I will predict that, if the scientists get their way, in places like Kruger, Umfolosi and Hluhluwe, the black rhino will become extinct without the need of a single poacher’s gun being Already, I believe, hyenas are killing more baby black rhinos in these government game reserves than any scientist, or game ranger, is prepared to admit.

  • To test this hypothesis we have to first understand that cow black rhinos are in a state of perpetual calf-bearing. Every thirty months (two and a half years) cow rhinos give birth to a calf. And when that new calf is born, the mother rhino chases away her previous calf and takes her new calf off into the bush into a state of perpetual nomadism. And she keeps that new calf with her for the next thirty months, till her next calf is born.

That being the normal and perpetual state of affairs with black rhino cows, no mature black rhino cow should ever be without a calf-at-foot. I believe, therefore, that the chief scientist in every one of our black rhino sanctuaries, should be recording how many black rhino cows in their game reserves are wandering around without a calf-at-foot. And the numbers of cows-without-calves will tell him just how many calves are being killed by something (hyenas).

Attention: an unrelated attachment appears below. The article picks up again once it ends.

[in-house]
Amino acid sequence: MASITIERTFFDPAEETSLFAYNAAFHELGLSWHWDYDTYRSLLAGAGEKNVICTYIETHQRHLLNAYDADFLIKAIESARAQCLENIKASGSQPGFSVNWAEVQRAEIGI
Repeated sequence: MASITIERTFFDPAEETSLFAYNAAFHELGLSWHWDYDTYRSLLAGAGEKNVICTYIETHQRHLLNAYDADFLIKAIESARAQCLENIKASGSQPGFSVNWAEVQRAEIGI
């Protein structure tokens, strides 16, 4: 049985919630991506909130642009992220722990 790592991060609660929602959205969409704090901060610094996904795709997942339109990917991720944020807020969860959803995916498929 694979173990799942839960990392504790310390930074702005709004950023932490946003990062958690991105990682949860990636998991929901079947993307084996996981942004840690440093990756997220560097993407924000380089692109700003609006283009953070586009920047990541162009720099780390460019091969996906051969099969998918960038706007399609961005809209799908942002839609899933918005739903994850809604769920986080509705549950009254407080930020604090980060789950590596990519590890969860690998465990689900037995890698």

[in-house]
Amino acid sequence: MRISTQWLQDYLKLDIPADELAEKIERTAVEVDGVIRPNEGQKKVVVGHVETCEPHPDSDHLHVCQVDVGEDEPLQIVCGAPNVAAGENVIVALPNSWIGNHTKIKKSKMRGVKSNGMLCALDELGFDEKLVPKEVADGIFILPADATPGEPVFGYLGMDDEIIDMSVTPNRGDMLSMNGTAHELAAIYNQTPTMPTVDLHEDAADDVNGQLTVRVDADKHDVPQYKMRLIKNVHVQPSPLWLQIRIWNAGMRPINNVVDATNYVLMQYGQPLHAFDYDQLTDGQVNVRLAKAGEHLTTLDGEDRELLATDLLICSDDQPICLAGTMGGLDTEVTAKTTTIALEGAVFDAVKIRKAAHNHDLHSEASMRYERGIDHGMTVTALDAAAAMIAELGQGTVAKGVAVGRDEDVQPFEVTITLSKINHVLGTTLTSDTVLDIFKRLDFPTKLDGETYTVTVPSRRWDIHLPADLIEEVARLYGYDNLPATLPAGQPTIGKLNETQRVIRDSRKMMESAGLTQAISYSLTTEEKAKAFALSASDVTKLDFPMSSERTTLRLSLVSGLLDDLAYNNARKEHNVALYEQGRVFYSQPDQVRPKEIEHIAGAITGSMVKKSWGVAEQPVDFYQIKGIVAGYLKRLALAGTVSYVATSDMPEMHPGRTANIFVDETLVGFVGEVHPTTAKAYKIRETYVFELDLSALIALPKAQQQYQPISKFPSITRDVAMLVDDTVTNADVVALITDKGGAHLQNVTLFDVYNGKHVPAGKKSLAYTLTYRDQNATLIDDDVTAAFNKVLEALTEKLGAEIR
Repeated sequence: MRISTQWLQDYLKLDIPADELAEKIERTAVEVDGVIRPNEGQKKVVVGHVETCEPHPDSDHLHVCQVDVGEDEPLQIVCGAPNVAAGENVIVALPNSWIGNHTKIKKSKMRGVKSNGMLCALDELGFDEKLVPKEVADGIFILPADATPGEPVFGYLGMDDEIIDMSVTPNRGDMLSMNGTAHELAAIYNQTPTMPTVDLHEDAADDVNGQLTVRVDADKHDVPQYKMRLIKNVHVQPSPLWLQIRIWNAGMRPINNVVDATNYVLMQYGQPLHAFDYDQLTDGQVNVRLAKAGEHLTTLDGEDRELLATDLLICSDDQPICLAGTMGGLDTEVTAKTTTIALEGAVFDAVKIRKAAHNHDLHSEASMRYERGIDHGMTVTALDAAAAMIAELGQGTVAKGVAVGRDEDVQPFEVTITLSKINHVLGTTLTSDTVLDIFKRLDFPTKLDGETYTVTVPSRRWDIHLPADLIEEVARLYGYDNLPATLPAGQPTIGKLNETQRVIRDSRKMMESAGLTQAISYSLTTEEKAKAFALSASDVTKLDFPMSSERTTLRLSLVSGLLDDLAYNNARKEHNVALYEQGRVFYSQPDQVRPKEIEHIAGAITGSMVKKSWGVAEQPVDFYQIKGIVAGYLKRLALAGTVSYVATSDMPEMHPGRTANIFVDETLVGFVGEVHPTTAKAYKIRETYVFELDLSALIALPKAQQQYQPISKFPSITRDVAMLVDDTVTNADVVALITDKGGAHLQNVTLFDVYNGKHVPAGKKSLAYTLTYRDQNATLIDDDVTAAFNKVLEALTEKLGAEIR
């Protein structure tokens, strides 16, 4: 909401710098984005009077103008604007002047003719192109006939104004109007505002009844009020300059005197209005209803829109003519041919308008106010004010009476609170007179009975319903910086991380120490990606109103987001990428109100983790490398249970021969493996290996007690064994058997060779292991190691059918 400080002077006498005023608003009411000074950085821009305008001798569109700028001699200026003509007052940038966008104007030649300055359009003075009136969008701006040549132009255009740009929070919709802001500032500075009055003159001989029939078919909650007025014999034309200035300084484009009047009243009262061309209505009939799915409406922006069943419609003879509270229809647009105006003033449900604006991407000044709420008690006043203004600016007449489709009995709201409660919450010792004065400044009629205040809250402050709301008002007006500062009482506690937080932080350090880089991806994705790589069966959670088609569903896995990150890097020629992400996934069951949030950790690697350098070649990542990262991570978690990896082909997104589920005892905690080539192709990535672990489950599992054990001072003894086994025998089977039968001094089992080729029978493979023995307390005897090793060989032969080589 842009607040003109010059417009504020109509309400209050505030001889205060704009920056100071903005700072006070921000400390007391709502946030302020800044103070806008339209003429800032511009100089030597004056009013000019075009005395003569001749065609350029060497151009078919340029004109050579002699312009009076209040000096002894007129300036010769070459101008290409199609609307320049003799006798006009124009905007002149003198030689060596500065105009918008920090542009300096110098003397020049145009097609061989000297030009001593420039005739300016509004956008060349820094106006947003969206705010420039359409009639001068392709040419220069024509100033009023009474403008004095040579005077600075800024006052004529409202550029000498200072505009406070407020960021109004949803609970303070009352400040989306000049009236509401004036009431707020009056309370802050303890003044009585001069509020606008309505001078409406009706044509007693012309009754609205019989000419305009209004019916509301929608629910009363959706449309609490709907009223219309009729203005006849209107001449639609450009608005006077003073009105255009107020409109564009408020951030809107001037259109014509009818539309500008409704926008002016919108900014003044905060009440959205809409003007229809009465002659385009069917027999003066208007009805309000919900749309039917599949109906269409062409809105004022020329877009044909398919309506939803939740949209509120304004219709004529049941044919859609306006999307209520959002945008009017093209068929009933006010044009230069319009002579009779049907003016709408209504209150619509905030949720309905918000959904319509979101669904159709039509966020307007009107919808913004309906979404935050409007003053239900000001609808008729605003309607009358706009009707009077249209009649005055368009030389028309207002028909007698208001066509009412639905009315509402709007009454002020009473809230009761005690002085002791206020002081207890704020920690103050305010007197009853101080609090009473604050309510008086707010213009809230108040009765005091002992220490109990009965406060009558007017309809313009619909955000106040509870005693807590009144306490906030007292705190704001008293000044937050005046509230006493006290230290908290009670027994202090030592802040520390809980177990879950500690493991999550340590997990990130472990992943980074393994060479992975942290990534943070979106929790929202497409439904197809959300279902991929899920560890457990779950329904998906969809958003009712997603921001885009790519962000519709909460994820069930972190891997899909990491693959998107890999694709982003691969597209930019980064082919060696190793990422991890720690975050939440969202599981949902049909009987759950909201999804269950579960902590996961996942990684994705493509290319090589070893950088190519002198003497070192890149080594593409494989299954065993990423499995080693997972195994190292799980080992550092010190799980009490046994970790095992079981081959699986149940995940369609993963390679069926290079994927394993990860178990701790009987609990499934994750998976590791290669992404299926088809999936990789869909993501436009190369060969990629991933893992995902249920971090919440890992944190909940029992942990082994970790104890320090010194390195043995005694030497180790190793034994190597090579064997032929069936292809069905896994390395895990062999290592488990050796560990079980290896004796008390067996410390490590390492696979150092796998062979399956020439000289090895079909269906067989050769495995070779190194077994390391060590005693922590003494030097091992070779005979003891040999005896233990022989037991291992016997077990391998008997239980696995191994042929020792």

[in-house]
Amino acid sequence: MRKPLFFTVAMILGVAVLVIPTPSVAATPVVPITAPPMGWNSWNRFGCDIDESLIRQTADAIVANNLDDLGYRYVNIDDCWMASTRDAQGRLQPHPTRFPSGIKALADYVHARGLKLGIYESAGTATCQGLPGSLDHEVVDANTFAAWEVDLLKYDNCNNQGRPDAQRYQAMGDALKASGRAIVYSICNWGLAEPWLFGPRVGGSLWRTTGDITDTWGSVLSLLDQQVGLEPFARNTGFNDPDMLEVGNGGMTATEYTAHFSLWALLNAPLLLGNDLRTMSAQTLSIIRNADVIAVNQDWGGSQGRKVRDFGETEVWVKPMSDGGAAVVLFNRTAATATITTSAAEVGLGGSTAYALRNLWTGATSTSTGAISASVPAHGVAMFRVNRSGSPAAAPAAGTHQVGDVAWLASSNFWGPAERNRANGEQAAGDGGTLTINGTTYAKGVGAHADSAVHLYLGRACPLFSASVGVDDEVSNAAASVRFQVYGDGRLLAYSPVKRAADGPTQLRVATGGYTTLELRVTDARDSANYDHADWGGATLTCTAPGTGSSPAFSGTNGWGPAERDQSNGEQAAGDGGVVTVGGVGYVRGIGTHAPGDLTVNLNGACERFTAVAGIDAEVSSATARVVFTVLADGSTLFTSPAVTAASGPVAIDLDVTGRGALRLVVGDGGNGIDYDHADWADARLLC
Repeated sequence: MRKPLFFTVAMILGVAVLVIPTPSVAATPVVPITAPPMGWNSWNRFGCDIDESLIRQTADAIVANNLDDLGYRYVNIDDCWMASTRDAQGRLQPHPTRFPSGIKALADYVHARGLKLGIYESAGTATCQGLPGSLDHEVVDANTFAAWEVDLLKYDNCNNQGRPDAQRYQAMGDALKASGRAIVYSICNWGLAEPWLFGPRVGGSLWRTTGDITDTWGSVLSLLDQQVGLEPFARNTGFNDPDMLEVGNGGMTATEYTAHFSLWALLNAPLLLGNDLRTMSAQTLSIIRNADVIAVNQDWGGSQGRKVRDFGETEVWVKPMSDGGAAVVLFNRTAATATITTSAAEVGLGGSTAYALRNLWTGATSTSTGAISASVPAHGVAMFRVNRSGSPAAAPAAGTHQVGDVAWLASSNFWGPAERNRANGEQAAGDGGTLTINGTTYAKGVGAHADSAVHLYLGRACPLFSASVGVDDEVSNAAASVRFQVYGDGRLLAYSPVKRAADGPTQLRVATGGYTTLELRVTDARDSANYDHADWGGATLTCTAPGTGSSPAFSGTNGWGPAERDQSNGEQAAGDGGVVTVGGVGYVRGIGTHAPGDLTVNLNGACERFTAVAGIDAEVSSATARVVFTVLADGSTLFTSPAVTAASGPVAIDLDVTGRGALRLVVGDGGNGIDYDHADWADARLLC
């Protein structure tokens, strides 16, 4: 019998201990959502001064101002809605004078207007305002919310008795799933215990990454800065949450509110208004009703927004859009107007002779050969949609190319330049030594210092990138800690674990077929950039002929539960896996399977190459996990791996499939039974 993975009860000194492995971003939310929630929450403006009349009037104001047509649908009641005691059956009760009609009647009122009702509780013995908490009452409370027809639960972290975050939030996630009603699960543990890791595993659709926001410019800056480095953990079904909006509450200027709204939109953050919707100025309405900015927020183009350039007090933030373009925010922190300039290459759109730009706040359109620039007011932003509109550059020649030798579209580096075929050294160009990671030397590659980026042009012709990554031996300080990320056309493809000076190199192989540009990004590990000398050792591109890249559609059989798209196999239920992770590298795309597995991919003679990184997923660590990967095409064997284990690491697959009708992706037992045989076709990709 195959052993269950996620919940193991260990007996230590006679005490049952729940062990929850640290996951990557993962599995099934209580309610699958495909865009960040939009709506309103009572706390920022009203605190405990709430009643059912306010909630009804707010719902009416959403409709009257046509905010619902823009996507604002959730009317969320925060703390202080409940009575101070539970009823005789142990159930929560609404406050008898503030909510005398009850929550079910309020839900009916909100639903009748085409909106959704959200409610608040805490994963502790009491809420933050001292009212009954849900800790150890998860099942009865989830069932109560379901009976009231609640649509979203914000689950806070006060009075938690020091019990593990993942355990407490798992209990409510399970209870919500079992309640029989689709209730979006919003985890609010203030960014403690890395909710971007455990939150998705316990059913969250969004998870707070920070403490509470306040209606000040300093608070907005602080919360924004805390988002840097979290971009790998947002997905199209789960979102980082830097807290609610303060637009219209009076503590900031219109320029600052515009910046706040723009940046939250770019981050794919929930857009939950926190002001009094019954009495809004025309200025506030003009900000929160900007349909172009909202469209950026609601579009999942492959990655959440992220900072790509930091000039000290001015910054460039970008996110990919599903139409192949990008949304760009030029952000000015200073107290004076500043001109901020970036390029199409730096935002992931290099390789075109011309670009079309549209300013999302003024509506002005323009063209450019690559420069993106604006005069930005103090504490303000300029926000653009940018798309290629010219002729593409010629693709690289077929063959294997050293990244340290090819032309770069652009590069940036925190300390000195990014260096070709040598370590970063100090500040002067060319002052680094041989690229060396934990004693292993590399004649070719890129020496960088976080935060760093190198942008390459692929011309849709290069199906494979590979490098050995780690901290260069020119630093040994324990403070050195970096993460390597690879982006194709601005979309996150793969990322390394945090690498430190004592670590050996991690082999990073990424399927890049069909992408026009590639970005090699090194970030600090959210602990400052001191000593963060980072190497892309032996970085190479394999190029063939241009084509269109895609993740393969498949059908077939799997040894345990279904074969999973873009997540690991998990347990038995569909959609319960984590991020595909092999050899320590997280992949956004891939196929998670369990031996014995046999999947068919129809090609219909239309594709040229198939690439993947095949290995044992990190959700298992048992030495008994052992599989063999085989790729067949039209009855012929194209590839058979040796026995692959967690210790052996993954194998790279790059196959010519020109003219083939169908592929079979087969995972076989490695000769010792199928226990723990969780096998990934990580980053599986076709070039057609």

• One of the characteristics of excessive elephant populations is that they clear-out all the vegetative cover around their waterholes for many kilometers in every direction. Go to any game reserve in Africa and see what the elephants do to the habitats within that critical five kilometers range of water!

And you will find that their negative effect on the total environment eclipses the five kilometer range which is the minimum distance that the black rhino needs to satisfy its own living requirements during the dry season. Within that distance from the water, the elephants leave nothing for the black rhinos to eat.

  • After eating out all edible plants in our game reserves for years and years, the one-time natural habitats in our game reserves have degraded into a sterile conglomerate of plants which the elephants do not eat. Those plants that survive an excessive population of elephants are inedible to elephants. Indeed, that is the only reason why those plant species survive! They are also inedible to the black rhino.
  • From the black rhino’s point of view, however, another factor has to be considered. As I have explained above, mother rhinos with babies, hide them away every night approximately two kilometers from water when she goes down to the waterhole to drink. And when the elephants have removed all the vegetative cover for several kilometers around the water, there is no plant cover left to hide those baby black rhinos from the roving eyes of the hyenas.